Romanesco broccoli from the farmer’s market. It has kept well in a shallow bowl of water (stem side down) in the refrigerator for the past four days. I never tire of admiring the forms of this vegetable.

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Well-stocked

More cruciferous veg from the market. Brussels sprouts still attached to the stock will stay fresher longer than those sold individually. I always put the end of the stock in a cup of water and refrigerate it, snapping the sprouts off over the next several days as needed. This one is pretty tall so I will halve it to fit.

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Cauliflower

A beautiful treat from the Saturday Wintertime Farmer’s Market at Hope Artiste Village in Pawtucket. I found a recipe online for whole roasted tandoori cauliflower that I can’t wait to try! I will post my results…

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Raw lunch

I recently enjoyed an outstanding salad on two occasions at a little raw food restaurant called Raw Aura in Mississauga. The ingredients were so fresh and well coordinated. Romaine lettuce, kale, red onions, red pepper, hummus, avocado, pepitas, sunflower seeds, and a fantastic sesame dressing. The gluten-free, raw “breadstick” that comes with the salad has me daydreaming about getting a dehydrator. The salad itself is large and the seeds, hummus, and avocado make it hearty enough to be a very satisfying meal. I’d like to make it at home. I’ll have to guess on the dressing. I think there was ginger in it… The restaurant is small and comfortable and the service was absolutely wonderful both times I ate there.

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Bulk Barn

So, there’s this chain store in Canada called Bulk Barn. I had my first Bulk Barn experience the other day and I was amazed by the range of products they offer. As I walked up and down they aisles all I could think was why don’t we have something like this in the states? I would think that such a business would do well because of the obvious savings it offers consumers. I was surprised to find that Bulk Barn doesn’t sell reusable bulk bags. Plastic bags that hang over the bins are supplied to shoppers. They do stock a few glass jars but there are no weigh stations in the store. My friend and I were able to purchase a few goods in his reusable mesh produce bags brought from home, but I’m not sure if it would be possible to buy any of the liquid goods in any container other than the plastic tubs provided in the store.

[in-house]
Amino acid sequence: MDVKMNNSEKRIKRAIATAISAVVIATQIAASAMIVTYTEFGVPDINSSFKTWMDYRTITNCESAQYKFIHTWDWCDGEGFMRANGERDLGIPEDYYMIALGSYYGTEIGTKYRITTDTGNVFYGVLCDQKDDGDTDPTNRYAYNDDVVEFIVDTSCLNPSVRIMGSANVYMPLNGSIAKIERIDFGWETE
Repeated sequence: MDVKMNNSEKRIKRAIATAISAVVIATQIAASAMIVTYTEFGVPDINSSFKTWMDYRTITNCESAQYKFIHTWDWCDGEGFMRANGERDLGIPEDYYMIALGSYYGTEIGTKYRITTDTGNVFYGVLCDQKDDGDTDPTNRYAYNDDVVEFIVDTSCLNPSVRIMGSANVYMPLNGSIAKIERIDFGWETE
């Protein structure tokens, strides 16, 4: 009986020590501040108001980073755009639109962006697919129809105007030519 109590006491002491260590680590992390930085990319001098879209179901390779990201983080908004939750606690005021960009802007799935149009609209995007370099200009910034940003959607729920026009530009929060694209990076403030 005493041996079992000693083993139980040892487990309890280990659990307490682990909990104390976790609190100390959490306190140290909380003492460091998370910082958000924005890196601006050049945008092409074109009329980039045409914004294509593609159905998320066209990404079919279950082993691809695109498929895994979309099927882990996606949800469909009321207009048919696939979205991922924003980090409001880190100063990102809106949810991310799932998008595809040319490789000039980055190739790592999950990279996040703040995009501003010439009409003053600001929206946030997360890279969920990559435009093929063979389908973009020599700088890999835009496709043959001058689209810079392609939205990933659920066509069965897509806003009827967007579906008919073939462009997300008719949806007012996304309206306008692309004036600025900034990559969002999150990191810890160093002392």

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They stock a wide variety of bulk teas and coffees.

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Bulk cake decorating supplies.

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Bulk pet food!

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Even bulk bird seed…

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Liquid and paste bulk food products like garlic spread, pie filler, and nut butters are kept in tubs at the back of the store. Bar soaps and powdered cleaning supplies are also available, but they don’t stock any liquid soaps or cleaners.

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Bulk molases, corn syrup, and honey. Bulk Barn #5 plastic tubs are provided… perhaps customers could wash these containers at home and refill them? Seeing such a large variety of foods sold in bulk is exciting because choice having choice is always appealing. The dry bulk food bins are impressively large. I’ve often wished for a similar business near me, but I picture a place that sells all organic products with weigh stations at which customers can tare their own containers. The truth is that I can get what I need in bulk at my local co-ops and supporting small businesses is certainly the way I prefer to shop. It’s clear that reduced waste is not an objective that drives the Bulk Barn business. While working on these posts I read on some forums that people had trouble using their own bags at some store locations. I assume fear of violating health codes must be the reason for this… what a shame. Still, I’m always interested to see different systems for dispensing wet and dry bulk foods. The inside of this store was impeccably clean. No food was spilled anywhere. These stainless steel honey dispensers are very efficient appliances. It seems to me that personal containers would never have to come in contact with the food source. Wouldn’t it be nice if we could all get honey from dispensers like these in reusable jars at any local grocery store? These are the kinds of things I dream about.